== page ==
Greek Film Retrospective Reveals Country's Rich - and Rocky - Past

`TODAY, so many centuries later, we recognize the `Iliad' and the `Odyssey' as the first image-producing factories."

So writes commentator Andreas Tyros, linking the heritage of ancient Greek literature and art with the thoroughly modern tradition of filmmaking. It may sound like an odd connection at first. Yet many of ancient Greece's finest achievements are deeply visual - the Parthenon and the Homeric poem appeal to the eye, or to the mind's eye - and many a filmmaker has drawn on Greek ideals for inspiration, consciously or not.

Mr. Tyros's comment appears in the catalog for "CineMythology: A Retrospective of Greek Film," the first exhibition to present an overview of Greek cinema in its huge variety. Soon to begin an international tour after its two-month run at the Museum of Modern Art (MoMA) here, it's a festival studded with major stars such as Melina Mercouri and Irene Papas, whose charismatic charms have boosted the reputation of Greek film around the world.

Yet it's also a serious examination of social, cultural, and political issues that have coursed through Greek movies throughout their history. Few national cinemas have been more strongly buffeted by turmoil in the society around them. And few have boasted a greater array of artists willing to grapple with those events - either directly or by exploring the human values that lie behind them - and transform these into aesthetically meaningful forms that reach out to audiences everywhere.

"Greek film has an obsession with reinterpreting history," says program organizer Jytte Jensen.

"The films are fascinated with the social and political events of their country, and with the individuals living in that setting. I don't know of any other cinema - except German film, perhaps - where the concern with specific social and political events is so striking," she adds.

This is due largely to the tumultuous nature of modern Greek history, from the disruptions of World War II and the Greek civil war to the period of military rule in the 1960s and an economic crisis that nearly killed Greek cinema during the '70s.

Another deep concern has been the transition of Greece from an agrarian to an industrial society. "The social fabric started coming apart at the seams, and this had a great effect on filmmaking," Ms. Jensen says.

Running just beneath the turbulent surface of Greek life, however, has been a constant awareness of the centuries-old Greek heritage. "There is a tendency there to measure life by ancient history and ideals," Jensen says. "So in many films there is a prevailing atmosphere of longing for an innocence and beauty connected with those ideals. This often brings despair and tragedy.... But it's frequently a heroic tragedy."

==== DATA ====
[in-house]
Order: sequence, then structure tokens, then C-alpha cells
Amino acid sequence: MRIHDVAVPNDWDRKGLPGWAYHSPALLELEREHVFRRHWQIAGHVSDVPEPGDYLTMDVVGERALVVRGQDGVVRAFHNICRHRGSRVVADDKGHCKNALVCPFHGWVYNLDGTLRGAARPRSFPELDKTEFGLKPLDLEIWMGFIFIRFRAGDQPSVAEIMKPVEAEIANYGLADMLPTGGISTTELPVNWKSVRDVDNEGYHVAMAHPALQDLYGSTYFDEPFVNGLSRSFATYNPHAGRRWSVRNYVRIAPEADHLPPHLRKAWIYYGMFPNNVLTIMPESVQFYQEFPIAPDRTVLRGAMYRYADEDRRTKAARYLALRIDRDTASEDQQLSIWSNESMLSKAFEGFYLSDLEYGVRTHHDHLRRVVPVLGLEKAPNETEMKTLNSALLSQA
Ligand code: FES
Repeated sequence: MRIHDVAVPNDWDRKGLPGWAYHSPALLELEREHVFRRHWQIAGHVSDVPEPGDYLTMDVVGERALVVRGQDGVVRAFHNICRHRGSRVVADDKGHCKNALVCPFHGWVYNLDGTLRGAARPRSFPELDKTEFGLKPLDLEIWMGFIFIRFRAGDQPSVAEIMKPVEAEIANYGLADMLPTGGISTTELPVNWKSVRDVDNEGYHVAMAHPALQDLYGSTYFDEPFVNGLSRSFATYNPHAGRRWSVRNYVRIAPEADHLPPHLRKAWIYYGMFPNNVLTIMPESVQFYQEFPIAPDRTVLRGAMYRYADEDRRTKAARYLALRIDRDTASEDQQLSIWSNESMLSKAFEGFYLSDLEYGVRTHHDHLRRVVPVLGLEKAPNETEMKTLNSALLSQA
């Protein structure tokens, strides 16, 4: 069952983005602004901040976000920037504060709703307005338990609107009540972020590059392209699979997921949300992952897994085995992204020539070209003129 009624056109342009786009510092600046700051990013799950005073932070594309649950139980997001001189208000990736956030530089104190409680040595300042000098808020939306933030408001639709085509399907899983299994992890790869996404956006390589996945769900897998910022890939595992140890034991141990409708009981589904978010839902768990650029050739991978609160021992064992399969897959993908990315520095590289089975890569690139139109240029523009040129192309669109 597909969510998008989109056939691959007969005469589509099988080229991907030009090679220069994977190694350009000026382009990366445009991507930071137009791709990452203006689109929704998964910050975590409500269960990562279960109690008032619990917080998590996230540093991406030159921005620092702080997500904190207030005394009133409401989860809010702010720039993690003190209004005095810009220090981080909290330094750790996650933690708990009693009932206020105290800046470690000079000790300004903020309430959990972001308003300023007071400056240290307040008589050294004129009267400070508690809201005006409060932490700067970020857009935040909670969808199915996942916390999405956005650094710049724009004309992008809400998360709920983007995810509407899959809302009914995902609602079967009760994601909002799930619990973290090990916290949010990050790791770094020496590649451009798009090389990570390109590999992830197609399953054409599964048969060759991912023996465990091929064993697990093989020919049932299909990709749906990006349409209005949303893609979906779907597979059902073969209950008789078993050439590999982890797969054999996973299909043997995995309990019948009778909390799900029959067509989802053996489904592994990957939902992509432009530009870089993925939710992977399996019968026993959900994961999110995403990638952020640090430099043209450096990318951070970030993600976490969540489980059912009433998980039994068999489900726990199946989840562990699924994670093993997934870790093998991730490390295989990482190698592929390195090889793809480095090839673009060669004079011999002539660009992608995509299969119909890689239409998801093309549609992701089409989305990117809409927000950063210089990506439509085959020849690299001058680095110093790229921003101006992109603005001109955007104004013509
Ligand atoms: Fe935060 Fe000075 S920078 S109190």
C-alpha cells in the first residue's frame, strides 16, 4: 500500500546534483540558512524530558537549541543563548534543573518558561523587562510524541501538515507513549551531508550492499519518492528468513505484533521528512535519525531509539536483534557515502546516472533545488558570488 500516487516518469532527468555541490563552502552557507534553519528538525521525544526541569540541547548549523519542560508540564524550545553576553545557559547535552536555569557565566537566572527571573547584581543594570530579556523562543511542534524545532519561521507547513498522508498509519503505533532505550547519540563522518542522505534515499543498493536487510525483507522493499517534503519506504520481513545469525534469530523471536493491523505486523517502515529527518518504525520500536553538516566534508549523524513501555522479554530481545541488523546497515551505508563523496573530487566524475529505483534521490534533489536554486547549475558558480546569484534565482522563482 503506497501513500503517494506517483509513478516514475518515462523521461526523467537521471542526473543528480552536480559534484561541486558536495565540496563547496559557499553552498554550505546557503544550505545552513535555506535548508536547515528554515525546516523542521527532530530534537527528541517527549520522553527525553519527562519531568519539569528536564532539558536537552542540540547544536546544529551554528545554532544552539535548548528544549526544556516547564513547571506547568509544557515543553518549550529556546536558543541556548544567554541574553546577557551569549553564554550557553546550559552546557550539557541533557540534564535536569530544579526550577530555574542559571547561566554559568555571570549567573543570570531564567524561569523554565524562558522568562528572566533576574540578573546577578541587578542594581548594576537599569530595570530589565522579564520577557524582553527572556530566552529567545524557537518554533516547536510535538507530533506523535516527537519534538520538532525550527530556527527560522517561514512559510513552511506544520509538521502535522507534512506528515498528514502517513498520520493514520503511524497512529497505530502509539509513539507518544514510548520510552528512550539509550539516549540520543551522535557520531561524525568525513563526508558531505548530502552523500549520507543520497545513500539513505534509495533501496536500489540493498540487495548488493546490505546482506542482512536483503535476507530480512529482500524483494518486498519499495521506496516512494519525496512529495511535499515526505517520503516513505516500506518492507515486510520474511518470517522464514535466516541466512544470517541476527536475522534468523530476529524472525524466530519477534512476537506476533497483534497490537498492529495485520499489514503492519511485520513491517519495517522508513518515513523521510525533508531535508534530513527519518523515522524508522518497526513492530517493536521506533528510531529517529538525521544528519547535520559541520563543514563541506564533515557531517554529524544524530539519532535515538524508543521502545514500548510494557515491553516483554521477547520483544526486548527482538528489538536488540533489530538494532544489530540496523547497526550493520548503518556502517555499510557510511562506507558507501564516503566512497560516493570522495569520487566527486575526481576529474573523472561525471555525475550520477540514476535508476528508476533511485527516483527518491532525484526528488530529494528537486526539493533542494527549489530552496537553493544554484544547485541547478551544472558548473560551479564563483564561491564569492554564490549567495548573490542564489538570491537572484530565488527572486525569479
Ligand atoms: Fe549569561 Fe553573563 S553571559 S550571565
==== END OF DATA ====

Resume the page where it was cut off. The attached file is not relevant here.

An example of this is the 1954 classic "Stella" with Ms. Mercouri as a spirited woman longing for a liberated life. "There's a duality between her energy and exuberance," Jensen says, "and the tragedy that comes to her. It's inevitable, because her ideals - her search for the right way to live - just can't be achieved in that society."

Jensen made her selections for the retrospective by sifting through an enormous range of films made in various styles, genres, and historical periods, doing much of her work in Athens at the official Greek archive.

Highlights of "CineMythology" range from "The Ogre of Athens," a ferocious 1956 tragicomedy that echoes Kafka and anticipates Fellini, to "A Foolish Love," a 1981 drama that recalls the Hollywood classic "Rear Window."

Among the most celebrated filmmakers on the program are Theo Angelopoulos, with his moody "Voyage to Cythera" and other films; Michael Cacoyannis, represented by "Stella," the classical "Iphigenia," and other work; and Jules Dassin, whose rollicking "Never on Sunday" is perhaps the most widely popular Greek film of all time.

* After June 14, `CineMythology' travels to the Pacific Film Archive at the University Art Museum in Berkeley, Calif.; the Film Center at the Art Institute of Chicago; the Cleveland Museum of Art; the Museum of Fine Arts in Houston; and other locations in the United States, Canada, England, and New Zealand.

About these ads
Sponsored Content by LockerDome

We want to hear, did we miss an angle we should have covered? Should we come back to this topic? Or just give us a rating for this story. We want to hear from you.

Loading...

Loading...

Loading...

Save for later

Save
Cancel

Saved ( of items)

This item has been saved to read later from any device.
Access saved items through your user name at the top of the page.

View Saved Items

OK

Failed to save

You reached the limit of 20 saved items.
Please visit following link to manage you saved items.

View Saved Items

OK

Failed to save

You have already saved this item.

View Saved Items

OK